Following her divorce from Goodrich, de Havilland resumed contact with her sister, coming to her apartment in New York and spending Christmas together in 1961. The final break between the sisters occurred in 1975 over disagreements over their mother's cancer treatment‍—‌de Havilland wanted to consult other doctors and supported exploratory surgery; Fontaine disagreed. Fontaine later claimed her sister had not notified her of their mother's death while she was touring with a play‍—‌de Havilland in fact had sent a telegram, which took two weeks to reach her sister. The sibling feud ended with Fontaine's death on December 15, 2013. The following day, de Havilland released a statement saying she was "shocked and saddened" by the news.[
Kathy Pinna shared
on Jul 26, 2020 1:57 PM

Olivia's immediate relatives including parents, siblings, partnerships and children in the De Havilland family tree.

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Olivia's Parents

Olivia De Havilland

Parents:

Bio
1886 - 1975 1886 - 1975
Bio
1872 - 1968 1872 - 1968

Siblings:

Bio
Oct 22, 1917 - Dec 15, 2013 1917 - 2013

Relationships:

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Olivia De Havilland & Marcus Aurelius Goodrich

August 26, 1946 - 1953
Cause of Separation: Divorce
Olivia De Havilland

Spouse:

Bio
Unknown - Unknown ? - ?

Children:

Bio
Sep 27, 1949 - Oct 3, 1991 1949 - 1991
+ Add

Olivia De Havilland & Pierre Galante

April 2, 1955 - 1979
Cause of Separation: Divorce
Paris, Paris, Île-de-France, France
Olivia De Havilland

Spouse:

Bio
Unknown - 1998 ? - 1998

Children:

Bio
1956 - Unknown 1956 - ?

Friends:

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Olivia De Havilland, mother to 2 children, died on July 25, 2020 in Paris, IDF France at 104 years of age. She was buried in Cremated, ashes scattered. She was born on July 1, 1916 in Tokyo, Japan. She was born to Lillian Fontaine and Walter De Havilland, with sibling Joan. Olivia married Marcus Aurelius Goodrich on August 26, 1946 and they later divorced in 1953. They gave birth to Benjamin Briggs Goodrich. She also married Pierre Galante on April 2, 1955 in Paris, Île-de-France France and they later divorced in 1979. They gave birth to Gisèle Galante.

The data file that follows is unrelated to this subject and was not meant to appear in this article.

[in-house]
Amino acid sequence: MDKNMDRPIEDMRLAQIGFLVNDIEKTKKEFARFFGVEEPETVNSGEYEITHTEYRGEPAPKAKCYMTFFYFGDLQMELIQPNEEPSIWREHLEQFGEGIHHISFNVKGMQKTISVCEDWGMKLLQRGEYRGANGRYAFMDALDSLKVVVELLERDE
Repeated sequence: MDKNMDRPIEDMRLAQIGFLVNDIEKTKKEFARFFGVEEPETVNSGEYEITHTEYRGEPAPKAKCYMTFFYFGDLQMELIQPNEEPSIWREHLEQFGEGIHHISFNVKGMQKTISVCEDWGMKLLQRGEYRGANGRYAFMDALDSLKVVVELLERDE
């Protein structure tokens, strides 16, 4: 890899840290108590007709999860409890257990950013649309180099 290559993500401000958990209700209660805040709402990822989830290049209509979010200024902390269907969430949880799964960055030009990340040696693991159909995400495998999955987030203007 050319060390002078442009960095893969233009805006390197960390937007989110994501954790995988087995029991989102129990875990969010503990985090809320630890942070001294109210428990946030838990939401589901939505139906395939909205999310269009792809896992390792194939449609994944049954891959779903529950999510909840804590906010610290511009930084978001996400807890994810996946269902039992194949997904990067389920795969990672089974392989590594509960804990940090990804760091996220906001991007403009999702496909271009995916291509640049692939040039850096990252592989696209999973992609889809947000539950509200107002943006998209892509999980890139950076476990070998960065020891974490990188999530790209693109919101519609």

Refresh this page to see various historical events that occurred during Olivia's lifetime.

In 1916, in the year that Olivia De Havilland was born, the Battle of Verdun was fought from February through December. It was the largest and longest battle of World War I, lasting 303 days. The original estimates were 714,231 casualties - 377,231 French and 337,000 German, an average of 70,000 casualties a month. Current estimates are even larger. The Battle of the Somme was also fought from July through September of the same year. Original estimates were 485,000 British and French casualties and 630,000 German casualties.